Most of the development in rifle accuracy stems from benchrest competition. In the UK, we shoot benchrest at 100, 300, 600 and 1000 yards. Competitions are based at the extensive Diggle Range complex in the north west of England. Diggle has covered firing points at 100, 300 and 1000 yards and competitions organised by the UKBRA take place throughout the year. The UKBRA website has full details www.ukbra.co.uk The 100 yard rifles are built to two weight limits. 10.5 lb. for the Light Class and 13.5lb. for the Heavy Class - sometimes called Light Varmint and Heavy Varmint. There is very little difference accuracy-wise but certainly, the heavier rifles are easier to shoot. Please note - muzzle brakes are not permitted on these rifles. Benchresters shoot for group rather than score and a competition will typically consist of five, seven-minute matches plus a warm-up match.
The sport gets its name from the solid concrete bench on which the rifle is rested. The fore-end and butt are supported on sand-bags and scope-power is unlimited with most competitors using at least 36 power. The object is to form the smallest 5-shot group in the given match time limit of seven minutes. Yes, it is easy to shoot small groups with a rifle solidly supported but it's the same for all competitors and it's all about reading the wind. Remember the benchrest shooter's adage: Any wind moves any bullet at any range.
It's a great atmosphere at any benchrest shoot.
Benchrest at 600 and 1000 yards is similar but the rifles are completely different. Again a weight limit applies - Light Gun, up to 17lbs and Heavy Gun, for rifles weighing more than 17 lbs. Where 100/200/300 yard benchrest is dominated by the diminutive 6PPC cartridge, there are many cartridges effective at 600/1000 yards. Light Guns tend to use the 6mm, 6.5mm or 7mm cartridges with 6BR, 6.5x55 and 6.5-284 perhaps the most popular. Benches, rests and back-bags are identical to 100 yard equipment and most competitors will use the same kit. Muzzle brakes are allowed in the Light Gun class but not in Heavy Gun.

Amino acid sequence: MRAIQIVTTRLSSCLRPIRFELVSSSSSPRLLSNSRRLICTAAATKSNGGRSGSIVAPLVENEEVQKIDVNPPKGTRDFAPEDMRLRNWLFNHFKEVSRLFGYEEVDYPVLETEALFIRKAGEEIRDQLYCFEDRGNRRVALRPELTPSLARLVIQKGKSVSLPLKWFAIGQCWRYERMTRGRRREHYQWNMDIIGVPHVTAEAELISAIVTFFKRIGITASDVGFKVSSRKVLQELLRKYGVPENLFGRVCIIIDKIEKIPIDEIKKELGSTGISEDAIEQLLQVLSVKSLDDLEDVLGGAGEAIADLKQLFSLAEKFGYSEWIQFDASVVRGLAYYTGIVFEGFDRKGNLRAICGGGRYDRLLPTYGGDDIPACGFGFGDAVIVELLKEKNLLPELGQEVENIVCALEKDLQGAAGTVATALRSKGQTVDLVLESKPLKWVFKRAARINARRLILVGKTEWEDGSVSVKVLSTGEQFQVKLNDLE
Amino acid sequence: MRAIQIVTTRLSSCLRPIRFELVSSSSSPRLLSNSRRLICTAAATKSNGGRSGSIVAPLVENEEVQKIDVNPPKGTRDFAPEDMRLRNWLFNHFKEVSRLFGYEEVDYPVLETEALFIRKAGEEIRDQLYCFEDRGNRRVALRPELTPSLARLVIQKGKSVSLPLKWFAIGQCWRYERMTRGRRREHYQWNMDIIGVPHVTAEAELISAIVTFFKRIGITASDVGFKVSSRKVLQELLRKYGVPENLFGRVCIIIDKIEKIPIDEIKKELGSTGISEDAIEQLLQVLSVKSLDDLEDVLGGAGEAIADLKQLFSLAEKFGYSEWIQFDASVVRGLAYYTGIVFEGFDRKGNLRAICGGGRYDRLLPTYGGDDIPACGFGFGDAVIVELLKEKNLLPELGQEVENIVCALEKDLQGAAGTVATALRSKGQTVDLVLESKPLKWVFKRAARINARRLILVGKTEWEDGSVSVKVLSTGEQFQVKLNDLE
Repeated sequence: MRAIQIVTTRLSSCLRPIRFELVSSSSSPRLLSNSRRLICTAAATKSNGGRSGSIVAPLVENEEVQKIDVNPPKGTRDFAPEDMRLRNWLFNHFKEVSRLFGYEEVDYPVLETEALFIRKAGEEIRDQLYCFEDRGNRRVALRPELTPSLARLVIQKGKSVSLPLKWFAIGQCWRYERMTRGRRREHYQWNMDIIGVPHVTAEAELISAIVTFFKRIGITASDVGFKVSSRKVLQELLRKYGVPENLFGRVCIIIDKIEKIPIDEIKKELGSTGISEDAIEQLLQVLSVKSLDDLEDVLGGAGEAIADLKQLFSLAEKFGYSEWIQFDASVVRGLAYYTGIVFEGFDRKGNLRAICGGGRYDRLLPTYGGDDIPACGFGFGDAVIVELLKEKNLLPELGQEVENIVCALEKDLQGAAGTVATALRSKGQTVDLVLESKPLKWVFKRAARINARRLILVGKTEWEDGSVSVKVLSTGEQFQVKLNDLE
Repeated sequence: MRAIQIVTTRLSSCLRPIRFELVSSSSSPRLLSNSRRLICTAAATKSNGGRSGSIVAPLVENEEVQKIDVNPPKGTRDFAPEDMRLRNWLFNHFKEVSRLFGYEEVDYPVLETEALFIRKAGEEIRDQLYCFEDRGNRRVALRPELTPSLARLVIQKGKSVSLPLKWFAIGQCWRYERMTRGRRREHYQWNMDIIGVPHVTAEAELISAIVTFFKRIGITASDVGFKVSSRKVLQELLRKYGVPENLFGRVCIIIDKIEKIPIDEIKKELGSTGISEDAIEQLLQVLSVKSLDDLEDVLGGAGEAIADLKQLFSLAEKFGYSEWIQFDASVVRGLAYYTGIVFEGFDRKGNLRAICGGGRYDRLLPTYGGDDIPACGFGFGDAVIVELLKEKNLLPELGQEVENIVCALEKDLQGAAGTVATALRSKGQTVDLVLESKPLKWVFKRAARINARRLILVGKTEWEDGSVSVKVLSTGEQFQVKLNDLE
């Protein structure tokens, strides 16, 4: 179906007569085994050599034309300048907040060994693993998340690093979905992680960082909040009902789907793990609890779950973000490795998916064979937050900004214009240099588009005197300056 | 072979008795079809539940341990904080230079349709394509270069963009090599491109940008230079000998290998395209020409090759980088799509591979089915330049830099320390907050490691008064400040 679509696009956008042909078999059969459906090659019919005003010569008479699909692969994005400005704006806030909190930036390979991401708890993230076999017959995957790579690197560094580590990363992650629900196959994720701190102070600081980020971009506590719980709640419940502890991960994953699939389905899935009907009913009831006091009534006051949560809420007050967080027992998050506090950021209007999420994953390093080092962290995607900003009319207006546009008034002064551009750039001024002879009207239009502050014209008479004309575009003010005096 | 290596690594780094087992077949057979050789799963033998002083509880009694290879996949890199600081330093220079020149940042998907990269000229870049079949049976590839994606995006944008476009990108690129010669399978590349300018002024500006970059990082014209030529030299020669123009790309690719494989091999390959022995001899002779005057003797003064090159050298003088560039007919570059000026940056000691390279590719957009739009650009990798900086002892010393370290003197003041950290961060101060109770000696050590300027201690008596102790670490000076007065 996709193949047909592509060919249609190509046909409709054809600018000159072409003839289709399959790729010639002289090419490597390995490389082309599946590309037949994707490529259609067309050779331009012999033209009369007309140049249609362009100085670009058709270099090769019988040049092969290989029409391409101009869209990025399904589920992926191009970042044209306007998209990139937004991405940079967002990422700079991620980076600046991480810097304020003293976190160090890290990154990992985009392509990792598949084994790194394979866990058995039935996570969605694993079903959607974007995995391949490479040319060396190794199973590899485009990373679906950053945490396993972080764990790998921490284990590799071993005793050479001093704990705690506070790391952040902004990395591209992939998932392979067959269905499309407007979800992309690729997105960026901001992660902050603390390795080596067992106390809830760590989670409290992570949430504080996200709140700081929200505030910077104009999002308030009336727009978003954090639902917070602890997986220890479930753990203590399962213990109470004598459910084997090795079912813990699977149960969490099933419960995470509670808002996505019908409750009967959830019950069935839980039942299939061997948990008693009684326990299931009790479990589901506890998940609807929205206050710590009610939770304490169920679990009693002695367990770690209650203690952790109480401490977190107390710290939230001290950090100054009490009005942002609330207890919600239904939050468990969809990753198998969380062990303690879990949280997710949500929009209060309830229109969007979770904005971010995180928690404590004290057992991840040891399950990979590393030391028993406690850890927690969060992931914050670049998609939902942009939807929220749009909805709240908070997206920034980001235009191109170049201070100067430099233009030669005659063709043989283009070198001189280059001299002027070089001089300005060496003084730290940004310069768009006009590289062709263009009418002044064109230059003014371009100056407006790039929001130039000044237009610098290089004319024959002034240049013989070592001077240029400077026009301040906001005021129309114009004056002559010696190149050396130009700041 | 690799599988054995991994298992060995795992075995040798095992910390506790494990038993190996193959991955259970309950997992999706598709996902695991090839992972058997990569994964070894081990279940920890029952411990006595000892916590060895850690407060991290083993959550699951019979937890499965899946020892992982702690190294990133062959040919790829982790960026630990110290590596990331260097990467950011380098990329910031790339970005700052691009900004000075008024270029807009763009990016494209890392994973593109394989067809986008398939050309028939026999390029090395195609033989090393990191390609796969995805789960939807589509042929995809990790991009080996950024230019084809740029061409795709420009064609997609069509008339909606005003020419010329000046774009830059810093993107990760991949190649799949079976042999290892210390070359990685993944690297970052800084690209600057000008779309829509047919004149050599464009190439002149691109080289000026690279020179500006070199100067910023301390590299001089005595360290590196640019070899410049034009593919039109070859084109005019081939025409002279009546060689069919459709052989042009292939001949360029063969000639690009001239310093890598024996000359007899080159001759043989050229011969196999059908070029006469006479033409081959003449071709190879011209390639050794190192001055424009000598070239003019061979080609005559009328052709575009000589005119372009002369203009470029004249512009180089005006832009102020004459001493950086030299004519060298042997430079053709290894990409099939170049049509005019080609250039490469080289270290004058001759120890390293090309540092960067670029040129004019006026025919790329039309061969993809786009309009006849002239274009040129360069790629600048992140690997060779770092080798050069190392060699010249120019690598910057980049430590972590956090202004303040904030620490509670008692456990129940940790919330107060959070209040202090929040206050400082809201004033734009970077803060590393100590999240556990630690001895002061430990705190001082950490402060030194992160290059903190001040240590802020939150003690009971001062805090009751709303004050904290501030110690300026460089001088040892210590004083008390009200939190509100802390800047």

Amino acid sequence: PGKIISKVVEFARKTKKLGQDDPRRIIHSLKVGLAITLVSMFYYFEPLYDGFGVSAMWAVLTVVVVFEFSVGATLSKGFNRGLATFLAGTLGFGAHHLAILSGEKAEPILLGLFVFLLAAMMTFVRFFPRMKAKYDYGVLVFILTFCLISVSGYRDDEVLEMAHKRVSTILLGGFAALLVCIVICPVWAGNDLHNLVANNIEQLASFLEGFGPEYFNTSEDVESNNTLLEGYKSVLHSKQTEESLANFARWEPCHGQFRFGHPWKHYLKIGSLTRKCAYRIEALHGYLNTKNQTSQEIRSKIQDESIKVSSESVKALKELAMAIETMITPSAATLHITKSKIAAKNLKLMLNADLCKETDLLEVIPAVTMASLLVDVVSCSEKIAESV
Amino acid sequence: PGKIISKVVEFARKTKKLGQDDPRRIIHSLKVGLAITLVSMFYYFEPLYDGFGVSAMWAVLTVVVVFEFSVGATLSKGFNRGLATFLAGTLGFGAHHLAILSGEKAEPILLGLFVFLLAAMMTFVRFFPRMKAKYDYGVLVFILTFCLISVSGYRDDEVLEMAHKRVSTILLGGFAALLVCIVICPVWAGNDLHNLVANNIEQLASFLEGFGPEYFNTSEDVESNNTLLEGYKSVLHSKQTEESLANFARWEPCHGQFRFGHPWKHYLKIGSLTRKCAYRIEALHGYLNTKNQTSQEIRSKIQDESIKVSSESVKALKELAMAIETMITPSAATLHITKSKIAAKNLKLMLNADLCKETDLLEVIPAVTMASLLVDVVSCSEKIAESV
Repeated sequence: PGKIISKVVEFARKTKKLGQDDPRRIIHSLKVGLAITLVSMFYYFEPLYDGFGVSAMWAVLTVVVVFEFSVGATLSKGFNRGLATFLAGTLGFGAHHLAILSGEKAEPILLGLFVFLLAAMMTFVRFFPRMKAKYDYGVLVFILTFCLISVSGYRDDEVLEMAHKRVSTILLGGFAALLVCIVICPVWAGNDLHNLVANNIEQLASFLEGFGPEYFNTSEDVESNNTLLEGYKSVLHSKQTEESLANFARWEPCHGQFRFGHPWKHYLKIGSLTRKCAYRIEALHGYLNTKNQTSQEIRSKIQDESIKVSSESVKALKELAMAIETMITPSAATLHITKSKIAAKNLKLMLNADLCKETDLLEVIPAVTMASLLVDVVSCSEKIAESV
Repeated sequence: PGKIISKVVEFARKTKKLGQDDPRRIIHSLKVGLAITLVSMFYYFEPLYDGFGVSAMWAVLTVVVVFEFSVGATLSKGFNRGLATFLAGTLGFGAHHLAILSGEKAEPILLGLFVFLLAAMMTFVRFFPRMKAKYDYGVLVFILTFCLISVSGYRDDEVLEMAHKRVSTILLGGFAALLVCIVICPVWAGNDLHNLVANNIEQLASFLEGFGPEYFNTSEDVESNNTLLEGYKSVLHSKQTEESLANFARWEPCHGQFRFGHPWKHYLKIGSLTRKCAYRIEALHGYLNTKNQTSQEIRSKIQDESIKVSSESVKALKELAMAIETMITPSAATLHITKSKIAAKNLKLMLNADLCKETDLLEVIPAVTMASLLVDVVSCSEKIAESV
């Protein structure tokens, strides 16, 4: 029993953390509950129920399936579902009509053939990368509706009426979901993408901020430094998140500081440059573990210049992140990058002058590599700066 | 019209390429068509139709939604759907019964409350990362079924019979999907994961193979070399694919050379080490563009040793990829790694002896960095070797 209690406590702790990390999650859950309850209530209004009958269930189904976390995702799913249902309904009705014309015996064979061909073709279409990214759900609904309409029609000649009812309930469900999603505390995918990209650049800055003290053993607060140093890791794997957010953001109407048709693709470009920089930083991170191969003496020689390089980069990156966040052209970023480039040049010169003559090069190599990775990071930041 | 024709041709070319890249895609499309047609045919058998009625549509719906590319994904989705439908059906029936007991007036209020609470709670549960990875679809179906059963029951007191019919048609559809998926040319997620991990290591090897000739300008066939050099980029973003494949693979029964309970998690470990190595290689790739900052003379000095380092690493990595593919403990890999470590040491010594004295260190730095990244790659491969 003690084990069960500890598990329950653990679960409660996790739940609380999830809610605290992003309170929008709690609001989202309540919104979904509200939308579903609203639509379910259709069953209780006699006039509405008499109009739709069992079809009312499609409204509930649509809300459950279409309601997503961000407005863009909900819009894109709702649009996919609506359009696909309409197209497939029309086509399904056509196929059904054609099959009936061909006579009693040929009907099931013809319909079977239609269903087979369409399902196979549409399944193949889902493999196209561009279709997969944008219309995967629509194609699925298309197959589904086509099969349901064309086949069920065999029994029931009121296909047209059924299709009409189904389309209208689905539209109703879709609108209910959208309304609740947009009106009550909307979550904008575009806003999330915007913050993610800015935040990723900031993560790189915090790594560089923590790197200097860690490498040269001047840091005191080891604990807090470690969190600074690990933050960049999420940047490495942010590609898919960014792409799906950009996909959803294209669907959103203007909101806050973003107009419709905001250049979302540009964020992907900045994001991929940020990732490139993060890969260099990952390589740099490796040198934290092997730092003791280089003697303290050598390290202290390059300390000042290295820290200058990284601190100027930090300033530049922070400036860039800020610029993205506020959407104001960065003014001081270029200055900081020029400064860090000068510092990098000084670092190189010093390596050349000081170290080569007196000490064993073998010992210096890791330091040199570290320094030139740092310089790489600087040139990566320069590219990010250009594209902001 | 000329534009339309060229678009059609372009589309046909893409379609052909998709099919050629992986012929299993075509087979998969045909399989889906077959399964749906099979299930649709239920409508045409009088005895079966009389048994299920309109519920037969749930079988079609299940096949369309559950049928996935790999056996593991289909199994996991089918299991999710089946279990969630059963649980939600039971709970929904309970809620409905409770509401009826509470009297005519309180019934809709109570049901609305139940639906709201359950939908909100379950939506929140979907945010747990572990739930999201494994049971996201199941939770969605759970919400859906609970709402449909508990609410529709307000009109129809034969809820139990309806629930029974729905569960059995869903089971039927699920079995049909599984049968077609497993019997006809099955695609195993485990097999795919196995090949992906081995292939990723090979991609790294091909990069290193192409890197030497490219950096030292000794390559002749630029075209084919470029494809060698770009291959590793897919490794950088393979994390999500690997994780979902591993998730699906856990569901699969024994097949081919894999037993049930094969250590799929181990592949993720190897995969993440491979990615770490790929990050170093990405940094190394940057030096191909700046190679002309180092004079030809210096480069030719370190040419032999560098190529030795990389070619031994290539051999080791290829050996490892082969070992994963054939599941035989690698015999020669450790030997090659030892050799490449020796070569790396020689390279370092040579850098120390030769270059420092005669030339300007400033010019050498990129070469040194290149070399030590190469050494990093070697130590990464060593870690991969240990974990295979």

This shooter is contemplating the ultimate challenge for the accuracy nut - 1000 yard benchrest. You can just make out the targets - two small white squares to the upper left of the shooter's cap. The UK record for a 5-shot group at this distance is 2.67 inches! The world record is a incredible 1.59 inches. At these extreme ranges, even a moderate breeze will blow your bullet several feet and shooters will typically fire their five shots in under twenty seconds in attempt to 'catch' the same wind. Yes, benchrest is all about shooting small-groups but like all shooting sports it's really about beating the guy next to you.
F Class was invented by a Canadian shooter, George Faqharson. George was an aging Target Rifle shooter with failing eyesight and he put a scope on his rifle to replace the aperture-sights and instead of shooting 'off the elbows' he supported the fore-end with a bi-pod. In ten years the sport has spread throughout the world and of late, it has been high-jacked by the accuracy-nuts. Rifles are almost identical to those used in 1000 yard benchrest and the bi-pod has given way to full benchrest pedestals and back-bags. No wonder it has earned the nick-name 'belly-benchrest'.